Stem cells approved to treat ‘orphan’ disease

Stargardt’s Macular Dystrophy is the most common form of
genetic juvenile macular degeneration. Manifestation of the condition begins in
late childhood, leading to legal blindness. It is symptomatically similar to
age-related macular degeneration, and it affects approximately one in 10,000
children.  Olympic and Paralympic skier Brian McKeever is the best-known victim
of the disease, which has no treatment.  Today the company Advanced Cell
Technology obtained "Orphan Drug Status" of use of its embryonic stem cell
derived product MA09-hRPE as a treatment for Stargardt’s disease. 

Orphan Drug Status is a mechanism the government uses to
promote interest of pharmaceutical in disease for which a small market exists. 
Typically to obtain this the target market must be less than 200,000 people in
the United States.  Orphan Drug Status allows a company to retain market
exclusivity for seven years, as well as allows for various clinical trial tax

Human embryonic stem cells have been demonstrated to be
capable of giving rise to the cells that make up practically every tissue in the
body.  The ability of these cells to make anything from liver, to lung, to nerve
cells makes them attractive as sources of replacement tissues to biomedical
researchers. Last year the Obama Administration opened federal funding to
more-recent generations of such stem cells, and in January allowed research
funding to cells such as ACT’s, grown from a single cell clipped from an
early-stage embryo.

Designation of Orphan Drug Status is not approval of the
embryonic stem cell based product for sale, but only classifies the cells as a
product in development.  Approval of a drug, whether it is a chemical, a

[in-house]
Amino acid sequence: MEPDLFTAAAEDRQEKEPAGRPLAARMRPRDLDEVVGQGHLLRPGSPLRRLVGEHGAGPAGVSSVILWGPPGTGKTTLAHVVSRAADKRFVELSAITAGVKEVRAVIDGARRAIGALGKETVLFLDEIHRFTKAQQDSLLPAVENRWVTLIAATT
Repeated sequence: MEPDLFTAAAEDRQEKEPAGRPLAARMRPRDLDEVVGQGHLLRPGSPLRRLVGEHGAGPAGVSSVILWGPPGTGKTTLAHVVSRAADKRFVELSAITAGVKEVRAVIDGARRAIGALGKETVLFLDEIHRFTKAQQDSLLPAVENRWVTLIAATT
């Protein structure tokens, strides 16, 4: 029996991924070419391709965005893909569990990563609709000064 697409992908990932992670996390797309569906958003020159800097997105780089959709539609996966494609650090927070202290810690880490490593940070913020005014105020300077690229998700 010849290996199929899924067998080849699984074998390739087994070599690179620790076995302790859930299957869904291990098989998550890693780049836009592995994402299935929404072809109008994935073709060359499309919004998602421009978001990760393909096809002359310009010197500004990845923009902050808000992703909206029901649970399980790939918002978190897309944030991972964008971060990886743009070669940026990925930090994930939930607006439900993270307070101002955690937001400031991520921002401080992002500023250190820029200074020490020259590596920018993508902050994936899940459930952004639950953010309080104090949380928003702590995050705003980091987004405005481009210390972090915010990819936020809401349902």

biologic, or a cell, requires clinical trials in which safety and efficacy is
demonstrated.  The initial hurdle companies must pass is to obtain
Investigational New Drug status.  This was only granted to one embryonic stem
cell company, Geron, for use of their embryonic stem cell derived
oligodendrocytes for treatment of spinal cord injury.  The approval, however,
was rapidly retracted after additional preclinical data demonstrated development
of abnormal growths in treated animals.  Subsequent to IND approval companies
have to demonstrate safety in Phase I studies, efficacy in Phase II studies, and
double blinded efficacy in Phase III studies which usually involve numerous
clinical trial sites. 

The major problem with embryonic stem cell derived products
is the risk of tumor formation.  In general embryonic stem cells are defined by
the ability to form a type of cancer called teratoma.  These tumors are highly
aggressive and comprise numerous cells of the body.  When Advanced Cell
Technologies or Geron are differentiating retinal epithelia cells, or
oligodendrocytes, respective, they must demonstrate to the FDA that no
contaminating stem cells are present in the injection mixture that could
possibly lead to tumor formation.  Another drawback of embryonic stem cell
technology is that it is extremely difficult to selectively add new cells to the
area of injury.  Specifically, the de novo created functional body cells must be
capable of integrating into the existing cells and taking over their function. 
Optimization of these approaches requires understand the molecular cues involved
in natural stem cell differentiation into cells of the body.    Yet another
drawback is that embryonic stem cell lines are not patient-specific.  This
requires the use of immune suppression, which often comes with numerous side

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